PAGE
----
Idée fixe, which literally means "signature-tune", is a distinct unit of music used as a way to represent a character, object, or idea, which returns repeatedly in a Wagnerian music drama:
    • A. 

      True

    • B. 

      False

  • 12. 
    Music in which elements such as pitch, timbre, or dynamics come in a fixed and predetermined order is known as:
    • A. 

      Chance music

    • B. 

      Serial music

    • C. 

      Form

    • D. 

      Minimalism

  • 13. 
    Which statement best describes Impressionism:
    • A. 

      A movement of music that sought to differentiate itself from the overly heavy, bombastic, and pretentious nature of German Romantic music

    • B. 

      A form of music that incorporates non-traditional compositional techniques, such as the whole-tone scale and parallel motion, as a means of portraying a particular subject in an evocative, yet indirect sort of way

    • C. 

      A movement in art that sought ways to leave an impression of something through art without stating what that something was directly

    • D. 

      All of the above

  • 14. 
    A compositional technique that features ever-changing melodic and harmonic material in a coherent and unified fashion is called:
    • A. 

      Strophic form

    • B. 

      Lied

    • C. 

      Through-composed form

    • D. 

      Leitmotif

  • 15. 
    Sprechstimme is defined as:
    • A. 

      A vocal style of music that is half sung and half spoken, and mimics the natural inflection of speech, such as recitative

    • B. 

      A prosaic way of speaking

    • C. 

      Spoken dialogue used in between the sung portions of an opera

    • D. 

      A vocal technique that requires a vocalist to declaim a text more than to sing it; speech-voice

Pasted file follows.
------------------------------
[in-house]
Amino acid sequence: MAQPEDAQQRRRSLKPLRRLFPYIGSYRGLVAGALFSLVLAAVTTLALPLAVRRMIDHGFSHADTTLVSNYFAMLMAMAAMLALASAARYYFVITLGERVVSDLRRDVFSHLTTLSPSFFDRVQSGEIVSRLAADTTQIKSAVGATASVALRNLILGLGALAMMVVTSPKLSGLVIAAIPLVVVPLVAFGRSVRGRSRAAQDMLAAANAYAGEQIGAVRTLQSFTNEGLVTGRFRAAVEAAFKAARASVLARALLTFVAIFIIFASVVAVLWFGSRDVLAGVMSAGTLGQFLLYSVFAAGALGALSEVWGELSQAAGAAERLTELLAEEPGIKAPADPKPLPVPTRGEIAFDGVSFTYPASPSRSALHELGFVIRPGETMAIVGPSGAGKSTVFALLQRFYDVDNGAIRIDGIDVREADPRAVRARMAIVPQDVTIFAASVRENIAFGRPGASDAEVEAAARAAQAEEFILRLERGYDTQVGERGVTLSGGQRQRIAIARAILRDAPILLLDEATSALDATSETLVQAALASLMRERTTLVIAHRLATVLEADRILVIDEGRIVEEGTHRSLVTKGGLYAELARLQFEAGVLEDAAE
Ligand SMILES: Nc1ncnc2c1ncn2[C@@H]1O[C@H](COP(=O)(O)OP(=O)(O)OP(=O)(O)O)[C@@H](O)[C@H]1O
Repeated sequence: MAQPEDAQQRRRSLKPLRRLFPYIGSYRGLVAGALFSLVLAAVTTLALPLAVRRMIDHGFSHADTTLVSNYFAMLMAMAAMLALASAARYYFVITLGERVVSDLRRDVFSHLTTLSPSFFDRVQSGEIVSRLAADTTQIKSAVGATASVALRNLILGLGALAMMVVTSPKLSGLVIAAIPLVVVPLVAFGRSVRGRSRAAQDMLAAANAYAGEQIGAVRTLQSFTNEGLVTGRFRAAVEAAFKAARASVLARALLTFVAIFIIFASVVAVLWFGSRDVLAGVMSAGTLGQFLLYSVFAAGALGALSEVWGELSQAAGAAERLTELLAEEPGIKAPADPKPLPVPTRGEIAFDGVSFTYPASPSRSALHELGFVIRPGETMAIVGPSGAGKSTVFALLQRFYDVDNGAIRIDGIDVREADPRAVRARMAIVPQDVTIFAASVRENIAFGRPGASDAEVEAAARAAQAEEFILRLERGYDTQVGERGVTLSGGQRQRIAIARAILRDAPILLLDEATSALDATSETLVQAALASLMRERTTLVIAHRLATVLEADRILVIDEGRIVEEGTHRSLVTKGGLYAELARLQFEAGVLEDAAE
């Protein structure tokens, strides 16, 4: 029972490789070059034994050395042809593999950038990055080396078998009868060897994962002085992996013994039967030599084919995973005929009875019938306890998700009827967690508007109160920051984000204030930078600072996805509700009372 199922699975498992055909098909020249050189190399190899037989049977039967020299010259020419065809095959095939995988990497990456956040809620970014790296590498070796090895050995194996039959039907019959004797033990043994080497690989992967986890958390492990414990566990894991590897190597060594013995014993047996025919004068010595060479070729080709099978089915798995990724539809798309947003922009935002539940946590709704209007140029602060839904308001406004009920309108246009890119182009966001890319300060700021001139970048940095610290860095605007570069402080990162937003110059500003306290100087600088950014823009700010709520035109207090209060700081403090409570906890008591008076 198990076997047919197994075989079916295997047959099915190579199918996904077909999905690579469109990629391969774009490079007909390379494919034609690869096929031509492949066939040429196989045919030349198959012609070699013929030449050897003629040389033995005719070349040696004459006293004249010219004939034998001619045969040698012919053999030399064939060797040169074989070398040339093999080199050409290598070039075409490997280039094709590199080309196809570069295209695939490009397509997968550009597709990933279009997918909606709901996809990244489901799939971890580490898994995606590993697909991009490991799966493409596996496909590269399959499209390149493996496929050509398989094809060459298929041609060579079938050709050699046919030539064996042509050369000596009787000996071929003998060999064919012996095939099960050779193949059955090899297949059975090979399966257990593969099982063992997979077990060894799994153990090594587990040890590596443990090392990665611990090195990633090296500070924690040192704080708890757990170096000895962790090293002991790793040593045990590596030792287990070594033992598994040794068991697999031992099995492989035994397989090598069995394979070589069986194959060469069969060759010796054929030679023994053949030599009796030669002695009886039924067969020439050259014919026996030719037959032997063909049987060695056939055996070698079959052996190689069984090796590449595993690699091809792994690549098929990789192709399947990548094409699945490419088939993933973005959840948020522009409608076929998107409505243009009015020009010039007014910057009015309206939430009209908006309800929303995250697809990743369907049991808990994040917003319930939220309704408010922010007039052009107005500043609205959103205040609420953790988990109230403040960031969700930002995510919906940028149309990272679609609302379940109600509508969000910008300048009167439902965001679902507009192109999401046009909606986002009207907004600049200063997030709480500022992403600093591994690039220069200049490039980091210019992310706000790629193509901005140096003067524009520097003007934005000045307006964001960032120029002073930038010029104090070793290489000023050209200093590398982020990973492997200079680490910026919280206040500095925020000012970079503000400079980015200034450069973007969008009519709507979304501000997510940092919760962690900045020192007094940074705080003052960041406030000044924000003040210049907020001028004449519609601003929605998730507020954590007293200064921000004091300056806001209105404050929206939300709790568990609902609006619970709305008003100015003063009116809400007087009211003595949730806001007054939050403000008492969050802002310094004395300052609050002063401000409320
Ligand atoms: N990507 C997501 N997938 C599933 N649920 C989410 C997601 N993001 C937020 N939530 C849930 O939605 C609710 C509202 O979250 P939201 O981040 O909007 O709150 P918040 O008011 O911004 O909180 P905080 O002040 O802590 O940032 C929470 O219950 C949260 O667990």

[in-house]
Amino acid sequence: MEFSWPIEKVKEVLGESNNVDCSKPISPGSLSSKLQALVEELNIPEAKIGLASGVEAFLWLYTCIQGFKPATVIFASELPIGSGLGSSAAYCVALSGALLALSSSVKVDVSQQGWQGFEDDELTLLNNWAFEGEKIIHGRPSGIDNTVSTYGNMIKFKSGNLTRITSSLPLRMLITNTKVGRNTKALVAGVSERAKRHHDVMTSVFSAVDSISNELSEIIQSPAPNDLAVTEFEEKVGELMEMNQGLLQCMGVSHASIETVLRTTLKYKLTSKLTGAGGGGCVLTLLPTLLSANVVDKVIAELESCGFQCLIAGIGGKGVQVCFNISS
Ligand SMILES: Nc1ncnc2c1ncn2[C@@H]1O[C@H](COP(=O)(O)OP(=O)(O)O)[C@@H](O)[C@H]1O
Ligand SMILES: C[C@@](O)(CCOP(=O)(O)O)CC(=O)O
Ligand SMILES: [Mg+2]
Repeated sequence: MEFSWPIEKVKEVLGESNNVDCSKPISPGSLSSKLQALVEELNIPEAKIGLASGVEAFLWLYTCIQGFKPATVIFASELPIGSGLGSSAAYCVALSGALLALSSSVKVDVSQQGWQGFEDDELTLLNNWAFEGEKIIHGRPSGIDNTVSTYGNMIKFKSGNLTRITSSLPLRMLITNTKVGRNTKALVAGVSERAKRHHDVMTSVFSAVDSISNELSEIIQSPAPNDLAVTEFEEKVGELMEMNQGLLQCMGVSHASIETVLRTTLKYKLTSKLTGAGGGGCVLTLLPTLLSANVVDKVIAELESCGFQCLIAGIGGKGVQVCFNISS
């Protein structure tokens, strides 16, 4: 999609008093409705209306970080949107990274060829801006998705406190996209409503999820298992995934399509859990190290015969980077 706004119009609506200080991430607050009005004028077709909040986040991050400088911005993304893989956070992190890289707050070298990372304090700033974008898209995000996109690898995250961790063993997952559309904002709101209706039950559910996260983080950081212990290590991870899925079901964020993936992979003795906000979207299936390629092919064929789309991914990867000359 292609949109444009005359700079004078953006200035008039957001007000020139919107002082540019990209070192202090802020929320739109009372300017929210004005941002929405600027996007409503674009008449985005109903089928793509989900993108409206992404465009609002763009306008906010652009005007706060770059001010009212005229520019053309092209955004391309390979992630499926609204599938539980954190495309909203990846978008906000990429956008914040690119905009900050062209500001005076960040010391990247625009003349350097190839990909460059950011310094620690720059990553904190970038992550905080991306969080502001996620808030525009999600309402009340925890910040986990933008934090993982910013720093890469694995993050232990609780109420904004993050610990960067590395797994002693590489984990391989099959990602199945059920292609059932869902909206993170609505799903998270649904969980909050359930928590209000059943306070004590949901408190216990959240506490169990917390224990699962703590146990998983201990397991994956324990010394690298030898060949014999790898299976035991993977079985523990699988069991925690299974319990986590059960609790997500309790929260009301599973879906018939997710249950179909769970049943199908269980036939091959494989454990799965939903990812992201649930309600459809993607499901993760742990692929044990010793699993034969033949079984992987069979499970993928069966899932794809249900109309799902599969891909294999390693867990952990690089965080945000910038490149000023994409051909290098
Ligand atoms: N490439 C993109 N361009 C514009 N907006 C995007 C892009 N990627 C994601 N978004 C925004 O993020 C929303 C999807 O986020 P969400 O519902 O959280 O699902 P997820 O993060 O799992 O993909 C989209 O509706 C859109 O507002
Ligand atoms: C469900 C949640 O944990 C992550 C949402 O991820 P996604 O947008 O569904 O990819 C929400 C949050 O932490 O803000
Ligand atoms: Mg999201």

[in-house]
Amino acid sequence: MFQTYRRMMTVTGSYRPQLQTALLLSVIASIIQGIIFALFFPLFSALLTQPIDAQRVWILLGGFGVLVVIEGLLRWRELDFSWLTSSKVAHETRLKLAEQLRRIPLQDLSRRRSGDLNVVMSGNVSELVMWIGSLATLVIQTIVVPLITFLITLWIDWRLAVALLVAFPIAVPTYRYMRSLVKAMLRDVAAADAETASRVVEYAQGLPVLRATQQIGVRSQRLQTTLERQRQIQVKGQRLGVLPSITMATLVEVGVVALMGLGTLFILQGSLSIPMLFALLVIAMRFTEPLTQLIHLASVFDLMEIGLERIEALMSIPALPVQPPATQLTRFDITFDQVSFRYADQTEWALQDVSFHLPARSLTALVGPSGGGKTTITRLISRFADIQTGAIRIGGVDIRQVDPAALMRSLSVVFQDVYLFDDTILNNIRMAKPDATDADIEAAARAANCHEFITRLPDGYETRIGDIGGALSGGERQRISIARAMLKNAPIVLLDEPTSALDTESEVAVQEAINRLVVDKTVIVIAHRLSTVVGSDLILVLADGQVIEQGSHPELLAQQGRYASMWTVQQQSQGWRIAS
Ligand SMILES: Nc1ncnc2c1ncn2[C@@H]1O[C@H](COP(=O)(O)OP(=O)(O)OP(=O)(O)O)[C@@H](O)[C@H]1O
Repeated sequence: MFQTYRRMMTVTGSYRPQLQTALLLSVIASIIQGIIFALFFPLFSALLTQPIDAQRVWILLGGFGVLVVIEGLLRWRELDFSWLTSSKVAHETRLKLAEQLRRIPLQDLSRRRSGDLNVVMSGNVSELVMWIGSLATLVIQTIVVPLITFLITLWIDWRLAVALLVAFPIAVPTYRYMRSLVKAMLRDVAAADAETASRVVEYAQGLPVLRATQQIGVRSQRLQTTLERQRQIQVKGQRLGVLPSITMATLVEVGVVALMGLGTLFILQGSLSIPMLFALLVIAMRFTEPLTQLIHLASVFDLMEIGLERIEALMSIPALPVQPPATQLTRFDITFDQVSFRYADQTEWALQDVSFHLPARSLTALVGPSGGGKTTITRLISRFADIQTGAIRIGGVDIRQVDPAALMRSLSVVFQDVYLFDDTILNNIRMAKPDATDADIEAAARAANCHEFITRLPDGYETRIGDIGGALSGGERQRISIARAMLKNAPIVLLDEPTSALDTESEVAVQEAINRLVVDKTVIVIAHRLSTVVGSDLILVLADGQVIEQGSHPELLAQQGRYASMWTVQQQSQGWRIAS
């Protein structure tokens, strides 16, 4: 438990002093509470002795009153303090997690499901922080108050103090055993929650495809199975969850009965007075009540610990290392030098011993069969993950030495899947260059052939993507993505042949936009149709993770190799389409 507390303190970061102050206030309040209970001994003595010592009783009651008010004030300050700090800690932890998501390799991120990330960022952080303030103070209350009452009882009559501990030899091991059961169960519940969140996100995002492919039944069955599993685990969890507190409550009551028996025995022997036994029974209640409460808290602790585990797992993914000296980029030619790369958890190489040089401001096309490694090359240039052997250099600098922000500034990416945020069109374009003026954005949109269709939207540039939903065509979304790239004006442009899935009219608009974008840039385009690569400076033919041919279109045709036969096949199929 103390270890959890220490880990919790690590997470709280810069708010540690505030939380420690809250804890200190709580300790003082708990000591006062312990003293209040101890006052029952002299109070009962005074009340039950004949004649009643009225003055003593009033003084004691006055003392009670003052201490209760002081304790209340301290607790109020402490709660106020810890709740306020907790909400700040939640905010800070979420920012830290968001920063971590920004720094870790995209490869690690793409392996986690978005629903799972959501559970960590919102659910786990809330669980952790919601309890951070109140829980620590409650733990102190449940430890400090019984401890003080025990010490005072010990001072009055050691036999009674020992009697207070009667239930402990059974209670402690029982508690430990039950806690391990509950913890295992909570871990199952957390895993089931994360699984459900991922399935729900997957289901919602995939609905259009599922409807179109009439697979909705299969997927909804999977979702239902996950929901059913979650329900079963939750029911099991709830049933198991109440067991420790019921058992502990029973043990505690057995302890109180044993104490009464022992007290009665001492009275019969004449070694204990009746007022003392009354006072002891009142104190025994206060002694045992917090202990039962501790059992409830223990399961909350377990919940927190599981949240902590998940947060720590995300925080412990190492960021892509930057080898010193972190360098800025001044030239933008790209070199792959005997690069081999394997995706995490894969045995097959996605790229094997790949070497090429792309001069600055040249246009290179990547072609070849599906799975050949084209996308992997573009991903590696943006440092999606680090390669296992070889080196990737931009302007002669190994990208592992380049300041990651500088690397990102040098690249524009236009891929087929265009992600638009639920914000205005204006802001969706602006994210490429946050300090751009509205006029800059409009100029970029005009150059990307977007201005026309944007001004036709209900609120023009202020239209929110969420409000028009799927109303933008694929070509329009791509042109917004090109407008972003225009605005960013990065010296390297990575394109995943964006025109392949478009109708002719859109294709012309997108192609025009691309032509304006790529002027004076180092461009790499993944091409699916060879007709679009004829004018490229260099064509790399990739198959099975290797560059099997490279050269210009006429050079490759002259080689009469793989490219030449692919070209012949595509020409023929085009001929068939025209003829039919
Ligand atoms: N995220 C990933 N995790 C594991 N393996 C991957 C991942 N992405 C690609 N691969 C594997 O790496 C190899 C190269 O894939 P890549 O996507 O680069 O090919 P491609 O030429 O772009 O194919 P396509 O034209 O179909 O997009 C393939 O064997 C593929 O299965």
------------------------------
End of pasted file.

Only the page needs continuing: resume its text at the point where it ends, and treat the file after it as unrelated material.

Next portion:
• 16. 
    The simultaneous use of two or more time signatures is known as polymeter:
    • A. 

      True

    • B. 

      False

  • 17. 
    A one-movement work for orchestra that gives musical expression to the emotions and events associated with a story, play, political event, or personal experience is known as a(n):
    • A. 

      Overture

    • B. 

      Symphonic poem

    • C. 

      Opera

    • D. 

      Symphony

  • 18. 
    A genre of music for solo voice and piano accompaniment with high artistic aspirations is called the: 
    • A. 

      Recitative

    • B. 

      Aria

    • C. 

      Art Song

    • D. 

      Arioso

  • 19. 
    The statement "music for the sake of music", which is indicative of music without a program or story, could best describe:
    • A. 

      Program music

    • B. 

      Absolute music

    • C. 

      Impressionist music

    • D. 

      Realistic music

  • 20. 
    What were the two emancipations in 20th century music?
    • A. 

      Rhythm and Meter

    • B. 

      Expressionism and Atonality

    • C. 

      Dissonance and Rhythm

    • D. 

      Polytonality and Serialism

  • 21. 
    An important musical figure of American heritage during the early 1900's flourished as an insurance salesman, but did not succeed as a composer because of his unique way of creating jarring dissonances through the use of polytonality and polymeter in his compositions, while also incorporating traditional American music. What was his name?
    • A. 

      Charles Ives

    • B. 

      Arnold Schoenberg

    • C. 

      Igor Stravinsky

    • D. 

      Aaron Copland